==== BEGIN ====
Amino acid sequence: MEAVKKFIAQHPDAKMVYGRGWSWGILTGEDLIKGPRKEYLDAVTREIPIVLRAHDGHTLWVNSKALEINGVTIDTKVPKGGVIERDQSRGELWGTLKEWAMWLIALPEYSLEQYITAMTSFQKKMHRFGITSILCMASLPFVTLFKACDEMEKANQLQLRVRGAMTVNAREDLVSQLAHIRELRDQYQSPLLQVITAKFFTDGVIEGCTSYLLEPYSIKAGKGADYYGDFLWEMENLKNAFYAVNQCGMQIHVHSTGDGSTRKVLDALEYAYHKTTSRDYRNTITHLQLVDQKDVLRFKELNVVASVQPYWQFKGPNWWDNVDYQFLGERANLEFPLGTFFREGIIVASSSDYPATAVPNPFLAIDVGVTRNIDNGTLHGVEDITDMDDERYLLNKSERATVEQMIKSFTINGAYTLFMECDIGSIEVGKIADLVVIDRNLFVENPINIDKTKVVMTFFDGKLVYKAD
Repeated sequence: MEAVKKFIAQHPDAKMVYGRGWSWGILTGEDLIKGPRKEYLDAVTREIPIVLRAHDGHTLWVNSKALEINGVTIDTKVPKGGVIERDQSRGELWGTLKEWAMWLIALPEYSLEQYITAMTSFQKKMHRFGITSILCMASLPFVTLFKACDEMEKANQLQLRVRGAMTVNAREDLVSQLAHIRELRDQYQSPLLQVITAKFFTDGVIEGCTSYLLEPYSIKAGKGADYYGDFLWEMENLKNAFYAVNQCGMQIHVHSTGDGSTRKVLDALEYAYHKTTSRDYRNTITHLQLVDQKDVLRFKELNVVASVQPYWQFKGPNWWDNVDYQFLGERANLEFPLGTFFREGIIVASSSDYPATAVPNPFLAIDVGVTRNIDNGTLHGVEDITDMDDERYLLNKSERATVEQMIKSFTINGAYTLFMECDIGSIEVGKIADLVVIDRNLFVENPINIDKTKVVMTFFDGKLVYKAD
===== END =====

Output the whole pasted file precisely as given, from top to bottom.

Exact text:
Amino acid sequence: MEAVKKFIAQHPDAKMVYGRGWSWGILTGEDLIKGPRKEYLDAVTREIPIVLRAHDGHTLWVNSKALEINGVTIDTKVPKGGVIERDQSRGELWGTLKEWAMWLIALPEYSLEQYITAMTSFQKKMHRFGITSILCMASLPFVTLFKACDEMEKANQLQLRVRGAMTVNAREDLVSQLAHIRELRDQYQSPLLQVITAKFFTDGVIEGCTSYLLEPYSIKAGKGADYYGDFLWEMENLKNAFYAVNQCGMQIHVHSTGDGSTRKVLDALEYAYHKTTSRDYRNTITHLQLVDQKDVLRFKELNVVASVQPYWQFKGPNWWDNVDYQFLGERANLEFPLGTFFREGIIVASSSDYPATAVPNPFLAIDVGVTRNIDNGTLHGVEDITDMDDERYLLNKSERATVEQMIKSFTINGAYTLFMECDIGSIEVGKIADLVVIDRNLFVENPINIDKTKVVMTFFDGKLVYKAD
Repeated sequence: MEAVKKFIAQHPDAKMVYGRGWSWGILTGEDLIKGPRKEYLDAVTREIPIVLRAHDGHTLWVNSKALEINGVTIDTKVPKGGVIERDQSRGELWGTLKEWAMWLIALPEYSLEQYITAMTSFQKKMHRFGITSILCMASLPFVTLFKACDEMEKANQLQLRVRGAMTVNAREDLVSQLAHIRELRDQYQSPLLQVITAKFFTDGVIEGCTSYLLEPYSIKAGKGADYYGDFLWEMENLKNAFYAVNQCGMQIHVHSTGDGSTRKVLDALEYAYHKTTSRDYRNTITHLQLVDQKDVLRFKELNVVASVQPYWQFKGPNWWDNVDYQFLGERANLEFPLGTFFREGIIVASSSDYPATAVPNPFLAIDVGVTRNIDNGTLHGVEDITDMDDERYLLNKSERATVEQMIKSFTINGAYTLFMECDIGSIEVGKIADLVVIDRNLFVENPINIDKTKVVMTFFDGKLVYKAD